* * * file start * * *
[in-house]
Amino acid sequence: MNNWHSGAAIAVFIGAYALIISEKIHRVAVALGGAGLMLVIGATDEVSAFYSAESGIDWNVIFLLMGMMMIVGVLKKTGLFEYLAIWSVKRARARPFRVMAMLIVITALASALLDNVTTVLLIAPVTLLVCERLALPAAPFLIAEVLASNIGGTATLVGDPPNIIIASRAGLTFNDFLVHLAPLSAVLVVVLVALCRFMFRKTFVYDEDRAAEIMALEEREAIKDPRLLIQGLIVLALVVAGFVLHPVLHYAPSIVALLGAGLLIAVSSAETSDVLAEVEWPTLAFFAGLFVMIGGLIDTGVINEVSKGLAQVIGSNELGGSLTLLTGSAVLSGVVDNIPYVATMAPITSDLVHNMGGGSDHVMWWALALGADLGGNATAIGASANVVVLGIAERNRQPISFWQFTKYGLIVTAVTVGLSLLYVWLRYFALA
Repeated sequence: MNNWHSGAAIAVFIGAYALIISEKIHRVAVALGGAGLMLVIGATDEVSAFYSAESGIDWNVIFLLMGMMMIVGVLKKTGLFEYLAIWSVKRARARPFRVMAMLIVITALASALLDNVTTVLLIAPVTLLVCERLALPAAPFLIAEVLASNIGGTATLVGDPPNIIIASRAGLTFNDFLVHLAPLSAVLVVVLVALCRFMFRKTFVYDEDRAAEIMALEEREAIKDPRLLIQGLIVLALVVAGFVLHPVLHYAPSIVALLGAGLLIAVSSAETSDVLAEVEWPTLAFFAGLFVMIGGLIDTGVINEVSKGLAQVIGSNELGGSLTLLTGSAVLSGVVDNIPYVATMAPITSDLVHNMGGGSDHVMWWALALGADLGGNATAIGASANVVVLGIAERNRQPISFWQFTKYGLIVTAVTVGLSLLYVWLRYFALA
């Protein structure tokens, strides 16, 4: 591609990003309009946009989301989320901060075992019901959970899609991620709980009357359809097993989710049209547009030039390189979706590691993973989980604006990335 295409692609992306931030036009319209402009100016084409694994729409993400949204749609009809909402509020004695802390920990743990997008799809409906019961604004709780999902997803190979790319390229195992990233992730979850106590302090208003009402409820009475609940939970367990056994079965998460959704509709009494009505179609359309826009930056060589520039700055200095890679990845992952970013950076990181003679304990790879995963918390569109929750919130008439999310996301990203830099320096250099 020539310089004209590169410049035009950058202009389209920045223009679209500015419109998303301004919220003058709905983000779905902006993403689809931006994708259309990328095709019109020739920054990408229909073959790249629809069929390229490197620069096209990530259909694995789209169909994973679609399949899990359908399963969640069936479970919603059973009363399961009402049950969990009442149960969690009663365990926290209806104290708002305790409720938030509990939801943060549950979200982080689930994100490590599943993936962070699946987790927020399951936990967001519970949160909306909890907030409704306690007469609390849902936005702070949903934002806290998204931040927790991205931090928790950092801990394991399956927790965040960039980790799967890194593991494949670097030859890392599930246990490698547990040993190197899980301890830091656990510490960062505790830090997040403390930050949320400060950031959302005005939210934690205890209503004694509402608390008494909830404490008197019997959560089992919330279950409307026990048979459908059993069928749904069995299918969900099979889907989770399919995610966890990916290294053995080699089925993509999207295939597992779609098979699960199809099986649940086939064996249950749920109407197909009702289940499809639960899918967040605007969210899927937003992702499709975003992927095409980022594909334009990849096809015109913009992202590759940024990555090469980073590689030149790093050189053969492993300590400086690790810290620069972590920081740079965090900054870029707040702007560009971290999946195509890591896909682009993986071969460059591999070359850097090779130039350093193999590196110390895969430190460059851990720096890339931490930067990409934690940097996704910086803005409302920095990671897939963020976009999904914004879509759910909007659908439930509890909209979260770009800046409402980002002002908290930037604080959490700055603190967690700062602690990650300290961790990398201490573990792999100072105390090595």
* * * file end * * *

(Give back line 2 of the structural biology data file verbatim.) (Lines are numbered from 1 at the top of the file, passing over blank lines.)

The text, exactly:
Amino acid sequence: MNNWHSGAAIAVFIGAYALIISEKIHRVAVALGGAGLMLVIGATDEVSAFYSAESGIDWNVIFLLMGMMMIVGVLKKTGLFEYLAIWSVKRARARPFRVMAMLIVITALASALLDNVTTVLLIAPVTLLVCERLALPAAPFLIAEVLASNIGGTATLVGDPPNIIIASRAGLTFNDFLVHLAPLSAVLVVVLVALCRFMFRKTFVYDEDRAAEIMALEEREAIKDPRLLIQGLIVLALVVAGFVLHPVLHYAPSIVALLGAGLLIAVSSAETSDVLAEVEWPTLAFFAGLFVMIGGLIDTGVINEVSKGLAQVIGSNELGGSLTLLTGSAVLSGVVDNIPYVATMAPITSDLVHNMGGGSDHVMWWALALGADLGGNATAIGASANVVVLGIAERNRQPISFWQFTKYGLIVTAVTVGLSLLYVWLRYFALA